Health implant maker MedTronic is recalling some of its insulin pumps following the discovery of security vulnerabilities in the equipment that can be exploited over the air to hijack them.
Specifically, the manufacturer is recalling its MiniMed 508 and Paradigm insulin pumps, along with the CareLink USB control hub and some blood glucose monitoring devices used with the at-risk gear. America's medical drug watchdog the FDA also issued an alert this week over the holes, which can be leveraged by nearby hackers to execute commands on the pumps.
These commands can, for instance, tell the pump to inject too much insulin, causing the patient to suffer hypoglycemia and pass out or enter a seizure, or too little insulin and cause the patient to develop serious life-threatening ketoacidosis. It's a bizarre way to kill someone right by you, of course, when hitting them over the head with a wrench will do it, but you never know.
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Medtronic said the recall is voluntary, and has offered patients who send in their pumps replacement equipment: the newer MiniMed 670G models that do not suffer from the vulnerability, dubbed CVE-2019-10964. Those who cannot obtain a new pump for whatever reason are advised to avoid connecting their pump to any non-Medtronic devices and to unplug the CareLink USB device when not in use.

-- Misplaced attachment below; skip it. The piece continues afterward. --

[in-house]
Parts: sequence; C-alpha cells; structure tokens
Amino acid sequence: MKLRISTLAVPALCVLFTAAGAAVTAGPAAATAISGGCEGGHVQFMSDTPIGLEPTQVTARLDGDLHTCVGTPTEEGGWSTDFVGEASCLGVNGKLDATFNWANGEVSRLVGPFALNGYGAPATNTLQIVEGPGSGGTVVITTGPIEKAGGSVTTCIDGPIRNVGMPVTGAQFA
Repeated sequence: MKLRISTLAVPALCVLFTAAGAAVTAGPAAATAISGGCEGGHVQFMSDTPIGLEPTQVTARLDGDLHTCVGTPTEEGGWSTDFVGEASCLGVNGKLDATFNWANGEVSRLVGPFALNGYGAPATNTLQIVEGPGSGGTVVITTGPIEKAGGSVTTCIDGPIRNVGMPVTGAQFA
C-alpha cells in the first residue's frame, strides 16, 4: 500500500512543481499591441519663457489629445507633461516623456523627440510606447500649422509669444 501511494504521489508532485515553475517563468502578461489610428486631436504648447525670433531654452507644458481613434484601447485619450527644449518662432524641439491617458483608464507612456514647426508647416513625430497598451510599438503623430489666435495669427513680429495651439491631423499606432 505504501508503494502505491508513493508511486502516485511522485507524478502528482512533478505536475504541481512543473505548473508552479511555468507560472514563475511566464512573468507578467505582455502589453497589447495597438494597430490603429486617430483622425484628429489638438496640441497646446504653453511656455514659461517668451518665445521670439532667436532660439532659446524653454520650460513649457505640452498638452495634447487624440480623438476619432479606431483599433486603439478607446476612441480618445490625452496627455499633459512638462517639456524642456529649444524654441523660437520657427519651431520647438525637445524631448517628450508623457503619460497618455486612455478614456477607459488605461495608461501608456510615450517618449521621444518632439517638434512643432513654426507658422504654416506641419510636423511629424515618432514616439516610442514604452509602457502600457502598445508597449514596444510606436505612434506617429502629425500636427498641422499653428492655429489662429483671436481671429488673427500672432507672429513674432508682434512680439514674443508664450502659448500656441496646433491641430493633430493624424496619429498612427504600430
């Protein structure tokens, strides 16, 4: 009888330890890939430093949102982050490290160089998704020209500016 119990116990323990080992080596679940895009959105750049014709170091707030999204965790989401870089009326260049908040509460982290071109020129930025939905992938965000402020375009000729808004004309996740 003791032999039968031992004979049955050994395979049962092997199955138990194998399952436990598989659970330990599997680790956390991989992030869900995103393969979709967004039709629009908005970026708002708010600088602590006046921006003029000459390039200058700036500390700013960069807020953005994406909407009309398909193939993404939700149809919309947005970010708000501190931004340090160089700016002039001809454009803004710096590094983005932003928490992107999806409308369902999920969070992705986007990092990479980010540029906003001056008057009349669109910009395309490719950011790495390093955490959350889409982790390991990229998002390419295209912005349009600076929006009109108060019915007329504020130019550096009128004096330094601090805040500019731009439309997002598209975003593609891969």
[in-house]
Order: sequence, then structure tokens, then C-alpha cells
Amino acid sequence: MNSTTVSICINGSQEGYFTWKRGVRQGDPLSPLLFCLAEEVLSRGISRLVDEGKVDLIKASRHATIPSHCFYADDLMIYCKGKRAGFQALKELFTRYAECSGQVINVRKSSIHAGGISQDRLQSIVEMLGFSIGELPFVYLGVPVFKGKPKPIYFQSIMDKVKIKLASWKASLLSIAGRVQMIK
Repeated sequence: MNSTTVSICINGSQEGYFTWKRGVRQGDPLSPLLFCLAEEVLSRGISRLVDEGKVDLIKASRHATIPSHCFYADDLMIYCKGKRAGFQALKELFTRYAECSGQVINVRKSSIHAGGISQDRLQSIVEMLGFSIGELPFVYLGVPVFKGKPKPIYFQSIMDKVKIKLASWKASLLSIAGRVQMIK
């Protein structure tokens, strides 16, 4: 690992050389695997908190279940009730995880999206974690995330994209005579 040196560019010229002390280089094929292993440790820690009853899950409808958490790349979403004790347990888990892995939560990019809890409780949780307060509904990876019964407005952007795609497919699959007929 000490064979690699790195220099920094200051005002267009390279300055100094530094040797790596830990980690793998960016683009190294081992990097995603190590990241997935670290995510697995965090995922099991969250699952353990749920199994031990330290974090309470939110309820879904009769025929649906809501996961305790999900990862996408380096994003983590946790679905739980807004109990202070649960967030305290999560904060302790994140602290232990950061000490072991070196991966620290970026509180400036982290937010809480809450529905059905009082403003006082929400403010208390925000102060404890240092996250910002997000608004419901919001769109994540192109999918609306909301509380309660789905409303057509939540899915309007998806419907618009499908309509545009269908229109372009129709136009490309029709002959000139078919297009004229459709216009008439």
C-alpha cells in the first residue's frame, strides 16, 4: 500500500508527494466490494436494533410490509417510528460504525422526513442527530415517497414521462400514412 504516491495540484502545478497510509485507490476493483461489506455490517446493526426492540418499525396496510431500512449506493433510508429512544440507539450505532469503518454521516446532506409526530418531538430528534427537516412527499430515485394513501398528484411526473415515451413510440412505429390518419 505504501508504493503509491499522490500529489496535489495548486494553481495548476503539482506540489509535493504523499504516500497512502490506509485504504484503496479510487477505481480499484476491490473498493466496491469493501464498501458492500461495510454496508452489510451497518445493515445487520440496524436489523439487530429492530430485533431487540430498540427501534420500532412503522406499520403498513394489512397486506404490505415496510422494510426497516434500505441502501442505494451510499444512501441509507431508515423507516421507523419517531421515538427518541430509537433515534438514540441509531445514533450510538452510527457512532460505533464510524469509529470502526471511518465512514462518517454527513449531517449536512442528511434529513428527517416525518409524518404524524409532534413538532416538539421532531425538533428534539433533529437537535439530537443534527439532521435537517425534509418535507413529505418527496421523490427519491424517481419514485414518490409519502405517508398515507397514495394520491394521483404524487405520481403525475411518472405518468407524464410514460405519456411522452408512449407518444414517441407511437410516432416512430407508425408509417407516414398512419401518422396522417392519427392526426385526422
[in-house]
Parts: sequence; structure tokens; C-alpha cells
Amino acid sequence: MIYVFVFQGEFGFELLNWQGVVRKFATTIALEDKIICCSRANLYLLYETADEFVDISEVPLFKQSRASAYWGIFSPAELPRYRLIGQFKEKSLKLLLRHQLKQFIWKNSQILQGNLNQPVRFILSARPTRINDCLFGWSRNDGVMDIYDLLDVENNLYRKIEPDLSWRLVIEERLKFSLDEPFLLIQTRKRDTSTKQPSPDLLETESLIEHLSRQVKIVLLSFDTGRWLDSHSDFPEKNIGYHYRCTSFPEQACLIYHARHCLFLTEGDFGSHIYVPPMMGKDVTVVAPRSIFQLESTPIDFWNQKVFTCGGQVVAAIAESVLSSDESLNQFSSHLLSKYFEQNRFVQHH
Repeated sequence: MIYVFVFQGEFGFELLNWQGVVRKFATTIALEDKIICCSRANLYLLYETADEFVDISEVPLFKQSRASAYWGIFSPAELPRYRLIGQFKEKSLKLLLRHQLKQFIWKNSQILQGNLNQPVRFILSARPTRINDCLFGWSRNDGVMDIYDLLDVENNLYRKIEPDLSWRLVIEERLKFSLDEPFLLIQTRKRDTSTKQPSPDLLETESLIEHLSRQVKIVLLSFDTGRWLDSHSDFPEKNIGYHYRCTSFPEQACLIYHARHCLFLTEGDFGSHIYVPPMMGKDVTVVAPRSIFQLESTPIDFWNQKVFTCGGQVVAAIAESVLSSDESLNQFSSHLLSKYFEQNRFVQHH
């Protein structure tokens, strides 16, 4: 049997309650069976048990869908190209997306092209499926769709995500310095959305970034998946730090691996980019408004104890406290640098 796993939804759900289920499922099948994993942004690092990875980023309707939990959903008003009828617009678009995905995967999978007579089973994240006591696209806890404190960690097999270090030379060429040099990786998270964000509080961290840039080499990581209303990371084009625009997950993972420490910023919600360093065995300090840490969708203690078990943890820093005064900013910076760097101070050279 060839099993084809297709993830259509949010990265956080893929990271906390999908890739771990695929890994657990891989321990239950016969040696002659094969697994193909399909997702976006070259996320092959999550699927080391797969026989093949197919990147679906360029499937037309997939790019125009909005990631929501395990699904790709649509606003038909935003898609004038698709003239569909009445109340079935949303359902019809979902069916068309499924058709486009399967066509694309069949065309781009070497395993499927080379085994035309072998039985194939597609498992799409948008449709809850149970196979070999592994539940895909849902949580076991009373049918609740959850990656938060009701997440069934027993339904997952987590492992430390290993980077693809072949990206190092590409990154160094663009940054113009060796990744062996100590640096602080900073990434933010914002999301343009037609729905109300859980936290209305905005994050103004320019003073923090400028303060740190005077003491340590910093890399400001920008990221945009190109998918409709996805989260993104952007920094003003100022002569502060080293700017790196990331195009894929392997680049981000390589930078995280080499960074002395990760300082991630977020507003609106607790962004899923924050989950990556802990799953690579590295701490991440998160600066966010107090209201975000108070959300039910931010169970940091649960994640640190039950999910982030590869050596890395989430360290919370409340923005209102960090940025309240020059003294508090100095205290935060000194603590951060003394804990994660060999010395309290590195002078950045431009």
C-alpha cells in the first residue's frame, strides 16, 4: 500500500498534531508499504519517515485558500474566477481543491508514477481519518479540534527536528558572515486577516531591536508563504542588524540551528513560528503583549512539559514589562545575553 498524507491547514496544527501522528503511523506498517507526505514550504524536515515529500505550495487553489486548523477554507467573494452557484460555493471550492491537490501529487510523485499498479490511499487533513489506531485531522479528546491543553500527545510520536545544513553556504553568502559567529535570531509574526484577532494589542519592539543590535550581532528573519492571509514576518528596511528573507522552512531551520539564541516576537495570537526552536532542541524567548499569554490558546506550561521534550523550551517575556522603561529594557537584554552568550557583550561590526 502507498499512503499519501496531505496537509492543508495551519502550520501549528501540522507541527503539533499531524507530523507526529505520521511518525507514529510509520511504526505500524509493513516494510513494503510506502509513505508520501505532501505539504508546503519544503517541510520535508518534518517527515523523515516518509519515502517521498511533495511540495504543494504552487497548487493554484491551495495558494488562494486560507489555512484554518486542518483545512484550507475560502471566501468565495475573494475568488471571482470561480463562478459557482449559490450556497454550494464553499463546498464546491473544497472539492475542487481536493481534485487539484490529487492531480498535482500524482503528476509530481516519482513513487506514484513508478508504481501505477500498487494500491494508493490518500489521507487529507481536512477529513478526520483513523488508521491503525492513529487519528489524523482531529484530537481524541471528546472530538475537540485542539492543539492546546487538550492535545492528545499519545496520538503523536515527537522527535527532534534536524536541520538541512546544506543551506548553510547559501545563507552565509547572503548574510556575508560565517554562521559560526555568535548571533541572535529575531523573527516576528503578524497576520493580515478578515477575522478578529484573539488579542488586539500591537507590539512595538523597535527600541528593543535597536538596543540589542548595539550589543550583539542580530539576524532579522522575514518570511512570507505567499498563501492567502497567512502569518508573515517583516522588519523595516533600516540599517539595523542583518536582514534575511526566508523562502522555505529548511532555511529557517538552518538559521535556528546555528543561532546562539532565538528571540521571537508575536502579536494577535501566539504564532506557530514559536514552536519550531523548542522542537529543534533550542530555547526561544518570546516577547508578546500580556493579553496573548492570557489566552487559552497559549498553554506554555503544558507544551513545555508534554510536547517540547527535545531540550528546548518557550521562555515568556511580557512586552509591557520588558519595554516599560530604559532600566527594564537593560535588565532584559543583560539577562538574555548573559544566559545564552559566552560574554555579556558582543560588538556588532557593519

"The FDA has become aware that an unauthorized person (someone other than a patient, patient caregiver, or health care provider) could potentially connect wirelessly to a nearby MiniMed insulin pump with cybersecurity vulnerabilities," the drug agency said of the flaw.
"This person could change the pump’s settings to either over-deliver insulin to a patient, leading to low blood sugar (hypoglycemia), or stop insulin delivery, leading to high blood sugar and diabetic ketoacidosis."
Security researchers Billy Rios, Jonathan Butts, and Jesse Young found that the wireless radio communications used between a vulnerable MiniMed pump uses and its CareLink controller device was insecure. An attacker who was in close enough physical proximity to the pump could masquerade as a CareLink unit, and send potentially life-threatening commands to the insulin pump over the air using a software-defined radio or similar kit.
"The vulnerabilities affect the radio features," Rios told The Register. "They use a custom radio protocol and the vulnerabilities were exploited through the use of software-defined radios."
The research builds on concepts first outlined by legendary infosec guru Barnaby Jack back in 2011.
Jack, who died shortly before the 2013 Black Hat security conference, was among the first group of bug hunters, including Nathanael Paul and Jay Radcliffe, to describe how Medtronic and other medical implants were using insecure radio channels to transmit and receive patient data and commands, leaving the door open for miscreants to intercept and inject their own instructions to the devices with potentially catastrophic consequences. ®